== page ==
The Definitive Dwiggins no. 210 addendum no. 2—A correction

I recently discussed Joseph Sinel’s redrawing of marks for A Book of American Trade-Marks & Devices with Bruce Kennett. In the course of our exchange he sent me several pairings of Dwiggins’ marks from different sources. One of them was the scribe mark designed by Dwiggins for the Society of Calligraphers. [1] When I saw the two versions I immediately realized that I had made a mistake in The Definitive Dwiggins no. 210 post on 22 Printers’ Marks and Seals. The scribe in the book (mark no. 10) is not the one that graces the Society’s letterhead and half-sheet as I said.

Here are the two scribes for comparison. The first one is from the Society’s letterhead. The one below it is from 22 Printers’ Marks and Seals. The two differ in a number of ways.

Society of Calligraphers seal from letterhead of the Society of Calligraphers. Design by W.A. Dwiggins.

Society of Calligraphers mark from 22 Printers’ Marks and Seals Designed or Redrawn by W.A. Dwiggins (New York: New York: William Edwin Rudge, 1929).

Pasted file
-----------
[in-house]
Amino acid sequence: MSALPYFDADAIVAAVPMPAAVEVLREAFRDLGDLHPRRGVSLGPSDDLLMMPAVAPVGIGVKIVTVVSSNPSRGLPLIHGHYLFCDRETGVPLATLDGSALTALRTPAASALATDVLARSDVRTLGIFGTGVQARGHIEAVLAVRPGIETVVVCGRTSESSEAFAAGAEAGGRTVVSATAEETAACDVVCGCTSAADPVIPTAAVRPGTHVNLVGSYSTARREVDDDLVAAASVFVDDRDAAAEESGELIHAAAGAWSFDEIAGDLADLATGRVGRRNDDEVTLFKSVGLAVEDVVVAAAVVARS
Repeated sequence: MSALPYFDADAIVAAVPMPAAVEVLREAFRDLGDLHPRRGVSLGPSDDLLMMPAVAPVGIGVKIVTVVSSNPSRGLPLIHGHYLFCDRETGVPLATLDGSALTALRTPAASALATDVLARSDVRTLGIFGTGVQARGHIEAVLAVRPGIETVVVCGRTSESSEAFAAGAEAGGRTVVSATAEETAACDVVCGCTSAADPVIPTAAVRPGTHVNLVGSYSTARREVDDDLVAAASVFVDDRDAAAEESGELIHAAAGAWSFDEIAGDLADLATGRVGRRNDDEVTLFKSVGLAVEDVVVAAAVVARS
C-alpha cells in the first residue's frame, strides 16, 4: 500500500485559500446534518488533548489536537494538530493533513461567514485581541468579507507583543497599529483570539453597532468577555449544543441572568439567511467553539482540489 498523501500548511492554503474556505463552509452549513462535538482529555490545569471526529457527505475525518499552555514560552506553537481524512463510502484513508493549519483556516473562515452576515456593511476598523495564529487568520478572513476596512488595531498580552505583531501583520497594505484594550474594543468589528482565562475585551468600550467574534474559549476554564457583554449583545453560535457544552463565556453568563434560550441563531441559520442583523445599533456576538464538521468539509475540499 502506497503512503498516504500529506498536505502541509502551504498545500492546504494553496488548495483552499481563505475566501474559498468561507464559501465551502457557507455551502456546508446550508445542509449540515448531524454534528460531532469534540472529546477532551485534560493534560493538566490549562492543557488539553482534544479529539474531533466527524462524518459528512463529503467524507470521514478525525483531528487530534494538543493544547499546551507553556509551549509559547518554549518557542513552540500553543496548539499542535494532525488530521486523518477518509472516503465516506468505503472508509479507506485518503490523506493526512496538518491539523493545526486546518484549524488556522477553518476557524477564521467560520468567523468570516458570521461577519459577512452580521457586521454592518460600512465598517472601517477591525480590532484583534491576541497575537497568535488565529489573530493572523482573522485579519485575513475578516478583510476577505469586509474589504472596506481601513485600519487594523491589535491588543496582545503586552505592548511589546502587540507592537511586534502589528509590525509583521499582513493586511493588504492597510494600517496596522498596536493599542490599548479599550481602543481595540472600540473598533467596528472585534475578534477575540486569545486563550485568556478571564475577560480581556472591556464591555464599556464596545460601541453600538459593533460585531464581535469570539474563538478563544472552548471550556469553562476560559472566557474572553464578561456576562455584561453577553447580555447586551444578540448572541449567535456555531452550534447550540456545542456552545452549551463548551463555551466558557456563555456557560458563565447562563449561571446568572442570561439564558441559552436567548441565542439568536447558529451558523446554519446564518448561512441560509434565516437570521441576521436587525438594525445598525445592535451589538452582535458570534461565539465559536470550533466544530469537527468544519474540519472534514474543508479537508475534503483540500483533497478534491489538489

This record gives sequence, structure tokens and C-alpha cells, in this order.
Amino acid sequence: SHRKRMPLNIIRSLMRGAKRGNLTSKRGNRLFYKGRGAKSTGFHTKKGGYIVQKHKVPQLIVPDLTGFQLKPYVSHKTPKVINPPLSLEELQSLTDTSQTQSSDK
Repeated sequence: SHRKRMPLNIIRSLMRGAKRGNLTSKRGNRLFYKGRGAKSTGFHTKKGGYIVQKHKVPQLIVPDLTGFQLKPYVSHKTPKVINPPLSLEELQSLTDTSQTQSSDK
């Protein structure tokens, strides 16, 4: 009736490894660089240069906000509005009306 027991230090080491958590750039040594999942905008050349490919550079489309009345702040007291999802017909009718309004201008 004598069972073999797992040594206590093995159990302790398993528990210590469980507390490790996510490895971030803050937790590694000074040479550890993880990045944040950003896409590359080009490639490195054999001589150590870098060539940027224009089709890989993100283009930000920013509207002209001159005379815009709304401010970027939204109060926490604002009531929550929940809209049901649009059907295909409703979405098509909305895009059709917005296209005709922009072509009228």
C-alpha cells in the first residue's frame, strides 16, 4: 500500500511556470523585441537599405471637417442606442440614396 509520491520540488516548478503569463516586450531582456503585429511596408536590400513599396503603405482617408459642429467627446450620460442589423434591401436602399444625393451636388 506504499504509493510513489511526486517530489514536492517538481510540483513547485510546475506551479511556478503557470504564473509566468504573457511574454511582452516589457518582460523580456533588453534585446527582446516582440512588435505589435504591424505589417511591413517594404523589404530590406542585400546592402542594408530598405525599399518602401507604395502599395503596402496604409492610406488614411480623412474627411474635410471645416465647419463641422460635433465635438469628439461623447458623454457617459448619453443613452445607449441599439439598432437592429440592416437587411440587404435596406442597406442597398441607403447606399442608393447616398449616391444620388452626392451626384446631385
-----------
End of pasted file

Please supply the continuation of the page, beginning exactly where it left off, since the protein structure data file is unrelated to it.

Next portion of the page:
The letterhead scribe is placed within a Scotch rule-like circular frame while the 22 Printers’ Marks scribe is bounded by a rectangular frame partially made of a double line. [2] The letterhead scribe has his head slightly bowed and his shoulders are more rounded. The book scribe has a more severe expression and both of his hands are rendered differently (e.g. the fingers of the left hand are more splayed). This scribe has an inkstone. What appears to be a Latin motto (“SIG SOC / CAL LIG”) behind the letterhead scribe is simply Dwiggins shorthand for signet of the Society of Calligraphers, indicating that the design is the organization’s official seal.

The “squared up” scribe, as Kennett refers to him, does not appear anywhere else in Dwiggins’ oeuvre other than 22 Printers’ Marks and Seals. That suggests that he was designed expressly for inclusion in the book. But why? Neither Kennett nor I have a solid answer. It may have simply been a whim on Dwiggins’ part.

1. Bruce Kennett is the author of W.A. Dwiggins: A Life in Design (San Francisco: Letterform Archive, 2018).
2. A Scotch rule or Oxford rule is a shaded or contrast rule consisting of two parallel line of differing thickness. See entry 9801 in Dictionary of the Printing and Allied Industries in Six Languages (2nd ed.) compiled by F.J.M. Wijnekus and E.F.P.H. Wijnekus (Amsterdam: Elsevier, 2013).